Today’s feast focuses on the heart as the great symbol of compassion and love. Specifically we are reminded of the Sacred Heart of Jesus, of God’s Son who loves us so intensely and so deeply that only his death on the Cross for us could be the adequate expression of that love. We are left with the lingering question: how are we to respond to such love?
The images of the Sacred Heart and the Good Shepherd are often linked together. Both images tell us everything we need to know about Our Lord’s love and care for his people.
The shepherd’s job is to take care of his sheep. When the shepherd finds that his sheep have been scattered, the first thing he does is to go out looking for them. His first concern is to rescue them from danger and bring them back safely to the fold where they will be safe. He tends to any sheep that have been hurt and he feeds them. He redoubles his watch so that all the sheep can have rest and peace. Essentially, a shepherd keeps himself focused solely on his sheep, looking out for their welfare and even putting himself in harm’s way in order to protect them. This is what a good shepherd does.
And this is exactly what Jesus our Good Shepherd has done for us through his death and resurrection. He has rescued us from death. He has given us his healing and protection. He has brought us safely into his fold, the Catholic Church. And he continues to lay down his life for us, working in and through us so that his flock, the Church, can be fully restored, united, and at peace.
Jesus our Good Shepherd also cares for each of us personally. His heart is saddened when we wander away from him or become lost. He comes looking for us as if we were his only charge, and he doesn’t stop looking for us until he finds us. And when he does find us, he doesn’t scold us or punish us for being disobedient and stupid, rather he rejoices over us and lavishes his love on us; he does this because he’s so happy to have found us, and he brings us home where we belong.
Too often we think that we must be punished for our sins. Now I suppose this is the human way because when someone offends us or commits a crime against our society we want them to pay for it by being fined, or put on probation or sent to prison. After two thousand years of teaching to the contrary we just can’t bring ourselves to visualise God as the father in Our Lord’s parable of the prodigal son. Here is a young man who deserves to be punished for his selfishness and ingratitude. The son realises this himself and he fully expects to pay a price for his utter selfishness, which he accepts. But what does his father do? While his son was having a good time in the fleshpots of the city, his father was worrying about him, he has to endure sleepless nights, he keeps looking through the window to catch a sight of his son, and he even stands in the road hoping his son will appear on the horizon. And when he does see his son, bedraggled and in rags trudging back home with his head bowed in shame and disgrace, he runs down the road to greet him, he embraces him, and kisses him, and welcomes him back home where he belongs. The son doesn’t even have time to deliver the little speech he has prepared. His father doesn’t berate him, or make him feel guilty or worthless, he is welcomed home as someone who was dead and is now alive – like a sheep who was lost and is now found.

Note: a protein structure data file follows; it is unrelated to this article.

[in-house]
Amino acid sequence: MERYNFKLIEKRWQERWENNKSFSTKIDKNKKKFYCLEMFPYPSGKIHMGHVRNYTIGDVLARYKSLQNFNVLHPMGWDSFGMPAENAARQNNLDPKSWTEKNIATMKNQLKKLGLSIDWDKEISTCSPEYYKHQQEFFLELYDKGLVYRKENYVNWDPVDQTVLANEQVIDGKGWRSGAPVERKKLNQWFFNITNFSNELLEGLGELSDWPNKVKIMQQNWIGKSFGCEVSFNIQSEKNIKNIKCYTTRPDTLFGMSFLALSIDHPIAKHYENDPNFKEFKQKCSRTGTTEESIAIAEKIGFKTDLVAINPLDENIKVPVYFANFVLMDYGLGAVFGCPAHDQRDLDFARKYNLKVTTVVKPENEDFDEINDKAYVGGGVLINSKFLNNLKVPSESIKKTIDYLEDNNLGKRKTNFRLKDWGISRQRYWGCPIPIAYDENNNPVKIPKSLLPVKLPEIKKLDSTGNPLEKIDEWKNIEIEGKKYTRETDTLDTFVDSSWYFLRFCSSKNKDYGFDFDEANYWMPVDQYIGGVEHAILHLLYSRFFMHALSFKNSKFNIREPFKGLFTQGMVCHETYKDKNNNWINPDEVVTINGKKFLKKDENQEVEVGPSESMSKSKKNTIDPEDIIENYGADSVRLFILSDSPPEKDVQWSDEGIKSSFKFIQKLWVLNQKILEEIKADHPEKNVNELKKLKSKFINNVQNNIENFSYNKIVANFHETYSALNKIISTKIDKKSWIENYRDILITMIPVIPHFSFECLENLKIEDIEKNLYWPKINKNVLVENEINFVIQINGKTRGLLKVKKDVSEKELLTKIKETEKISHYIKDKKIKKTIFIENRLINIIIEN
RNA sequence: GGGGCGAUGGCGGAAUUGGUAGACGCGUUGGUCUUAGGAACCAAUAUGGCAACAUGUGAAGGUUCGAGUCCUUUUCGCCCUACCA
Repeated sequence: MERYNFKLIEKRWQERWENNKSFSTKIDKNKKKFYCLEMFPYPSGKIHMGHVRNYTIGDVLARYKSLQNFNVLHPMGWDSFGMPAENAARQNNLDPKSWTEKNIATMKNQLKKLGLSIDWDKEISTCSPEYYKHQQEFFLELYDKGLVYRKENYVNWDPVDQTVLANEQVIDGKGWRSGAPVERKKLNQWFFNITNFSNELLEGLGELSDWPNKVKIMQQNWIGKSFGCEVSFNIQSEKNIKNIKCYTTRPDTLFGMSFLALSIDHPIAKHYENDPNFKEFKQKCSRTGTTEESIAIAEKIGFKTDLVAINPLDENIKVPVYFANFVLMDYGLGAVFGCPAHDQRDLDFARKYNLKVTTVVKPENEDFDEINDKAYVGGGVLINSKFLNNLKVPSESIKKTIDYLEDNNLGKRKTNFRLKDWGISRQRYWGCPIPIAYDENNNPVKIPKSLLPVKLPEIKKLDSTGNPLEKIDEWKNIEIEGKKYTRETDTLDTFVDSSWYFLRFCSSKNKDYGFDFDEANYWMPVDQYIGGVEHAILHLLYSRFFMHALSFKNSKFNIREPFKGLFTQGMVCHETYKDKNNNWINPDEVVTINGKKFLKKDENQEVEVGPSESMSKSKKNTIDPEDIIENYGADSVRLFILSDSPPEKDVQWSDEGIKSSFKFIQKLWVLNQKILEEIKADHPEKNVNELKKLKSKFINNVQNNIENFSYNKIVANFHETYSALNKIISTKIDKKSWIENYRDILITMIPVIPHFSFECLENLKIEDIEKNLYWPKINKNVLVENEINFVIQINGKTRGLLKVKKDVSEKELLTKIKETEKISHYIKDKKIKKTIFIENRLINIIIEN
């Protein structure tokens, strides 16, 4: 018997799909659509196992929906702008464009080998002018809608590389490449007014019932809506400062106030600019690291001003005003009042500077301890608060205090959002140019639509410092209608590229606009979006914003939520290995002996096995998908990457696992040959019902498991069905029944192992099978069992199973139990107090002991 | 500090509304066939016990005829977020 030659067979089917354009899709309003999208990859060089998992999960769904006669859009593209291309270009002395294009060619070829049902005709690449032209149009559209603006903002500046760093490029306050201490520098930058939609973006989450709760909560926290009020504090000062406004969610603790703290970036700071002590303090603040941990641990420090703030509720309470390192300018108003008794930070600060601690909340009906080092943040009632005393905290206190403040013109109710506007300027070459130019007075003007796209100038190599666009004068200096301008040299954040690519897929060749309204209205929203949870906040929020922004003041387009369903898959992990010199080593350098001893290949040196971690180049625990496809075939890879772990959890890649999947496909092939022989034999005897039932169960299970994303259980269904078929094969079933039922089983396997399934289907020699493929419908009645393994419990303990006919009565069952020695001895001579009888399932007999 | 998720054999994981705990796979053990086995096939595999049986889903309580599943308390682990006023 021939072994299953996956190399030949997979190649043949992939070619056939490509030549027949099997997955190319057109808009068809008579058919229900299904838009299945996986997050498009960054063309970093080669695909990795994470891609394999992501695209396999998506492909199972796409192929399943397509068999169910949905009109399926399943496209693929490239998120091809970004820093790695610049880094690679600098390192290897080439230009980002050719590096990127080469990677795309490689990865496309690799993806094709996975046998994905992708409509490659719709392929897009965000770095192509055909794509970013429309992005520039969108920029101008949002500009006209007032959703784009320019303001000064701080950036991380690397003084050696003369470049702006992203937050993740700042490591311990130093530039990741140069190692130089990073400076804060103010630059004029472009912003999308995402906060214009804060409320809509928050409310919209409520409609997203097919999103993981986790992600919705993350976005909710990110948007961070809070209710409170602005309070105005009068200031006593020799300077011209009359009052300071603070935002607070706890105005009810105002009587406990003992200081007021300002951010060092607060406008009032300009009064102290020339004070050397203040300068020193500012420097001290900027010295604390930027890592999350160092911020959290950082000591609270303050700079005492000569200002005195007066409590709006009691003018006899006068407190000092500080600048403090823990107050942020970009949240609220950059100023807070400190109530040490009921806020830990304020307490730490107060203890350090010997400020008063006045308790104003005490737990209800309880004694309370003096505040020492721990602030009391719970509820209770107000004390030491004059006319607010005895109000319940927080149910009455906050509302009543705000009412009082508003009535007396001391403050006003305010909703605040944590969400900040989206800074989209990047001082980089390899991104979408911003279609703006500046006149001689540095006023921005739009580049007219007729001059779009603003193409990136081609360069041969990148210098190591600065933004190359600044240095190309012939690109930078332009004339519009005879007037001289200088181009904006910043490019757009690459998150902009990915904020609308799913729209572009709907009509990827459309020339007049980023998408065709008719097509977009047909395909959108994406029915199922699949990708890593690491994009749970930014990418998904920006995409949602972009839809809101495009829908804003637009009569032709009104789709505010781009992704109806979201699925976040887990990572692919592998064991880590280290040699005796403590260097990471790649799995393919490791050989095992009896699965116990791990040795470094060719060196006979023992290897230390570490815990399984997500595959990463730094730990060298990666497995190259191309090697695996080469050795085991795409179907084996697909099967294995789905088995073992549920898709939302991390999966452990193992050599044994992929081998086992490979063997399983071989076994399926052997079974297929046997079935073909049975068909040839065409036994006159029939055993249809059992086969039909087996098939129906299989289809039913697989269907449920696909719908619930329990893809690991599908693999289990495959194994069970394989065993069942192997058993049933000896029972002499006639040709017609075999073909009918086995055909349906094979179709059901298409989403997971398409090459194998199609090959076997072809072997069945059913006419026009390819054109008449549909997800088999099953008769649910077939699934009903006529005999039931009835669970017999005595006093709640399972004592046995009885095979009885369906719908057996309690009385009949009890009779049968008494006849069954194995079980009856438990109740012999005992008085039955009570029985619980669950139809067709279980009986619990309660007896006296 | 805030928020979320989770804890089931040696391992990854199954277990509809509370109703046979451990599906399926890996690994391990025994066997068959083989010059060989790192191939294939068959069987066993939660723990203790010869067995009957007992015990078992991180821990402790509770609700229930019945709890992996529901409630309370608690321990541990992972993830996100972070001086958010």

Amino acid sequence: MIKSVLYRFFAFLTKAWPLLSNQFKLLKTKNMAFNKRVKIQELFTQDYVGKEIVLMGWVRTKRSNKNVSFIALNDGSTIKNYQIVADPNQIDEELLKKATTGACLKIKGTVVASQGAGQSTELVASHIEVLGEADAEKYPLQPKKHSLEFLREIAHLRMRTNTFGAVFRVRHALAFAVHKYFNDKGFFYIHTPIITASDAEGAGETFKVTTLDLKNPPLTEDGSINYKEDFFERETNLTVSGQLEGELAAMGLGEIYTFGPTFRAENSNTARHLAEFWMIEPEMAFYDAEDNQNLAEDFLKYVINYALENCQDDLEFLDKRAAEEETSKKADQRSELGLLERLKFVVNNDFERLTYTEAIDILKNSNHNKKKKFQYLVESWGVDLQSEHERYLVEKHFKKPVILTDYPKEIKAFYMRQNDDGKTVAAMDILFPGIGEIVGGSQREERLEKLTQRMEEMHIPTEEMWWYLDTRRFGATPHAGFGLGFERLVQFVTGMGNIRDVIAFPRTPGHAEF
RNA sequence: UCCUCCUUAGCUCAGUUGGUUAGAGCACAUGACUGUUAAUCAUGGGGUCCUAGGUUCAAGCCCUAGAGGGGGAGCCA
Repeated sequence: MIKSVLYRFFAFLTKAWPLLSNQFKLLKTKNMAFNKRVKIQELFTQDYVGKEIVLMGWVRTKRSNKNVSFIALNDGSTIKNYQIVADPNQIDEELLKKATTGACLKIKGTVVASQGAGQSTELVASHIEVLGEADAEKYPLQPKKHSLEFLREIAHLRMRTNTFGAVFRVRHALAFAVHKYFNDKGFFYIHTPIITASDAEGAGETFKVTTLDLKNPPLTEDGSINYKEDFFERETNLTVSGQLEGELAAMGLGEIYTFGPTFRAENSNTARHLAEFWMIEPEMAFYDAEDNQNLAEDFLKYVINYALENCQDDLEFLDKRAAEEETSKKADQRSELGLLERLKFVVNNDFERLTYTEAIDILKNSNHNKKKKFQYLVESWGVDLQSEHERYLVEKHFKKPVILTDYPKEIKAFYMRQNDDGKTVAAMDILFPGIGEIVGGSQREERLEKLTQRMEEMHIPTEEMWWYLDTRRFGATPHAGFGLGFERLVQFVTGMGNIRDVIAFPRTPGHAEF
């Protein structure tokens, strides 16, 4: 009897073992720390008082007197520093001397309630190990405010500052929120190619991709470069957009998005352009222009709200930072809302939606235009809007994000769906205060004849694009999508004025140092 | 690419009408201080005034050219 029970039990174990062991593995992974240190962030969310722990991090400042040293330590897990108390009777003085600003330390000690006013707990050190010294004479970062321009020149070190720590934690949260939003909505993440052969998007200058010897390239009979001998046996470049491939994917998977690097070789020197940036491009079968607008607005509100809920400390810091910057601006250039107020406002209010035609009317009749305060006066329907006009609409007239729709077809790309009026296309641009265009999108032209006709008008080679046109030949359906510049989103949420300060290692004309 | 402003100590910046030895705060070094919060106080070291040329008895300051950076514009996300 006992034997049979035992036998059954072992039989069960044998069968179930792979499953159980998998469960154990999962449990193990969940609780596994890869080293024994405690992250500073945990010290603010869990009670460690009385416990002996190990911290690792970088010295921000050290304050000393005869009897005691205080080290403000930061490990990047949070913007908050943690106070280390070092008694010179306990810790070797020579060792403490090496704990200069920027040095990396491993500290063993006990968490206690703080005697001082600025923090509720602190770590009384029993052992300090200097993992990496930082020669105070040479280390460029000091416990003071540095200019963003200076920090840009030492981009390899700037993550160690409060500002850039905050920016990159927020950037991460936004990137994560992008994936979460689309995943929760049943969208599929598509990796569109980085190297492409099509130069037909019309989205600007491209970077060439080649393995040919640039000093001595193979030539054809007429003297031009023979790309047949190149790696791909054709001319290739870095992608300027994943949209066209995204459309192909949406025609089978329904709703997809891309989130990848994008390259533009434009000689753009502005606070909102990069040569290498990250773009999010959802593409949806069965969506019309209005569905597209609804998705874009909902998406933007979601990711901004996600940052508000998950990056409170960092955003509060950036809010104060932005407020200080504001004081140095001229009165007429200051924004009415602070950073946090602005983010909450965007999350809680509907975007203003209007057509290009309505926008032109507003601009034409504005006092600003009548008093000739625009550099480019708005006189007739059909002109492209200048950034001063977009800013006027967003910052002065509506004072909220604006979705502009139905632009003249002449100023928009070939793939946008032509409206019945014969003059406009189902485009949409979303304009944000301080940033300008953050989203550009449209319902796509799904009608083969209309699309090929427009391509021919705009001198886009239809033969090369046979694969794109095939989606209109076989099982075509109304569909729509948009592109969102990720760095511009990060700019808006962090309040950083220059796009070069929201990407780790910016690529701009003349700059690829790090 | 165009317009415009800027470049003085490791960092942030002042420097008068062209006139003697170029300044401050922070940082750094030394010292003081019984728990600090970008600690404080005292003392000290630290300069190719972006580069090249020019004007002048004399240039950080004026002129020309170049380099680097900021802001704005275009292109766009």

It is human to seek retribution and to punish the wrongdoer. And in this sense there are always consequences when we sin or break the law. Even though we may be forgiven there is always a price to be paid. And yet on the other hand, it is divine to forgive, and even to forget the sin – because this is what God does – when God forgives our sin he also chooses to forget it – it’s as if the sin never took place – that’s what reconciliation with God means, this is the great blessing we receive in sacramental confession. If only we could be more like God in our ability to forgive and forget the sins of those who offend us, then the world would be a much better place to live in.
And so today on this wonderful feast, let us ask Our Lord to give us a glimpse of the overwhelming love that fills his Most Sacred Heart. May the intensity of that love penetrate our own hearts so that we can know how safe we are in his care.